"We've been building toward this for four or five years, and I think our time is here," Monfort said. "Not to steal a phrase from [Colts head coach] Tony Dungy, but it is our time.
"And it's not just a one-year shot. We've got a chance here with the farm system in the position it is and the experience we have at the Major League level to make some noise for quite some time."
Fulfilling such high aspirations will be a tall order considering where the Rockies are coming from -- nine straight fourth- or fifth-place finishes in the National League West, including a tie for the bottom in 2006 with the Diamondbacks.
But it beats recent years, when the talk from the Rockies didn't go much beyond payroll constraints and the hope that the farm system would produce some Major Leaguers.
That has changed. When the 2007 season opens against the D-backs on April 3 at Coors Field, at least five positions will be manned by products of the farm system. That figure could be six if one of the homegrown pitchers, left-hander Jeff Francis or right-hander Aaron Cook, earns the Opening Day start. It could be seven if rookie Chris Iannetta wins the catching job.
Included in the homegrown starters are two budding stars in third baseman Garrett Atkins and left fielder Matt Holliday, who combined for 63 home runs and 234 RBIs; another star hoping to rebound in first baseman Todd Helton; and a hitter showing signs of power at the Major League level in right fielder Brad Hawpe.
Of course, the Rockies had all those players last year and were in first place as late as July 3. They wound up 12 games behind the NL West Division champion Padres and NL Wild Card-winning Dodgers. So, what have the Rockies done to take the next step?
The Rockies traded their No. 1 starter, right-hander Jason Jennings, to the Astros, but received two Major League-ready arms in right-handers Jason Hirsh, one of baseball's top prospects, and Taylor Buchholz, who can help in the rotation or the bullpen, as well as speedy center fielder Willy Taveras to help at the top of the lineup.
They also traded with the Orioles for durable right-hander Rodrigo Lopez and signed two key free agents who spent time with the O's last year -- veteran right-hander LaTroy Hawkins, who will be a setup man for closer Brian Fuentes, and catcher Javy Lopez, who is looking to approach the All-Star caliber production he displayed with the Braves a few years back. They also signed righty Brian Lawrence, who pitched well for the Padres 2001-05 but missed last season because of right shoulder surgery.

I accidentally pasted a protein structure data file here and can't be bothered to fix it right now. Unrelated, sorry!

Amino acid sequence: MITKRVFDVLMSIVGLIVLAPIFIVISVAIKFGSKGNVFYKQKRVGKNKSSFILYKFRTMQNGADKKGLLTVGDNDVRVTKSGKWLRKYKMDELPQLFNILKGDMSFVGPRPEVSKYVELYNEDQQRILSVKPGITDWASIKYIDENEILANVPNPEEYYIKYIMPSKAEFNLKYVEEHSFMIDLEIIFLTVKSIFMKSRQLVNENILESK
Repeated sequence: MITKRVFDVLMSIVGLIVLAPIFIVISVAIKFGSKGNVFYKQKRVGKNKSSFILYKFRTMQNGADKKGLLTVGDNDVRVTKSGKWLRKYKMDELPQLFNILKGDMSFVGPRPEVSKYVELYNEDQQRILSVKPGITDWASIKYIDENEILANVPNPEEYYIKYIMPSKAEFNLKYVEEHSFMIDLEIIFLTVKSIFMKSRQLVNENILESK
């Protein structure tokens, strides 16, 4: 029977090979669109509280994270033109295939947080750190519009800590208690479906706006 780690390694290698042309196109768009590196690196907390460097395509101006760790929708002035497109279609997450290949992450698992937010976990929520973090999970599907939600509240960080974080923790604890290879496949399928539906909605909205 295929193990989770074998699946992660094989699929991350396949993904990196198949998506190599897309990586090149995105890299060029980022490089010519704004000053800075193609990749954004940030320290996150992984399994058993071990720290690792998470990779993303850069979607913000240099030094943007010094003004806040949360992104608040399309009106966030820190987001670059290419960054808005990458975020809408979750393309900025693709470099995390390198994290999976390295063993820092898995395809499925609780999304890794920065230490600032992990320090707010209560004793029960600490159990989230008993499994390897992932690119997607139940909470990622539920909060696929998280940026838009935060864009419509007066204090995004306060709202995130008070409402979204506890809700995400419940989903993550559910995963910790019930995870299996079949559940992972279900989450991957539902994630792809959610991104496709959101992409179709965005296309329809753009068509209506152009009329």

These amount to low-budget, off-the-radar moves when compared with the rest of the NL West. The Dodgers added Jason Schmidt and Randy Wolf to their rotation and Juan Pierre and Luis Gonzalez to the lineup. The Padres signed pitcher Greg Maddux and David Wells, the Giants outbid the world for pitcher Barry Zito and the Diamondbacks traded for their onetime ace, Randy Johnson.
But after seeing how well last year's team competed until the latter part of the season, when the inability to get key hits helped sink the club, the Rockies felt tweaks rather than big moves were in order. They're counting on younger regulars to take the next step.
In addition, a growing number of prospects will be on display this spring. Fans know about shortstop Troy Tulowitzki and Iannetta, who saw time last year and are battling for jobs in camp. But a crew of prospects behind them, many of whom are not yet on the 40-man roster, will see time during Spring Training. All that leaves Monfort excited about the present and the future.
"The thing that really makes us feel good is we've got depth like we've never had before in our 15-year history," Monfort said. "We've got depth at pitching. We've got depth on the bench. We've got some guys that have been there before. We look forward to the challenges and hopefully a successful season."
Monfort also doesn't want distractions going into the season, which means he is not putting manager Clint Hurdle and general manager Dan O'Dowd on notice. The Rockies have had one winning record in O'Dowd's term -- 2000, the first season -- and none under Hurdle, who took over early in the 2002 season.
"Everyone wants to tie their contract discussions to wins and losses, and that's not true," Monfort said. "We've got our own internal discussions that we go through, and we're very happy with both of them. Dan's done a tremendous job getting us out of the contracts we had built up. And we've got a lot of guys that are playing at the Major League level right now. We've got some down the line that are going to be playing at the Major League level. I think he's done a fantastic job.
"Clint is growing in the management mode. He's great with the players, he's great with the front office, with Dan and [club president] Keli [McGregor]. I just don't see anything changing. We haven't had any sit-down discussions on it. At some point we will, but it's nothing that really brewing right now."
Now, with Spring Training on the horizon, only the Rockies' big dreams are brewing.
Thomas Harding is a reporter for MLB.com. This story was not subject to the approval of Major League Baseball or its clubs.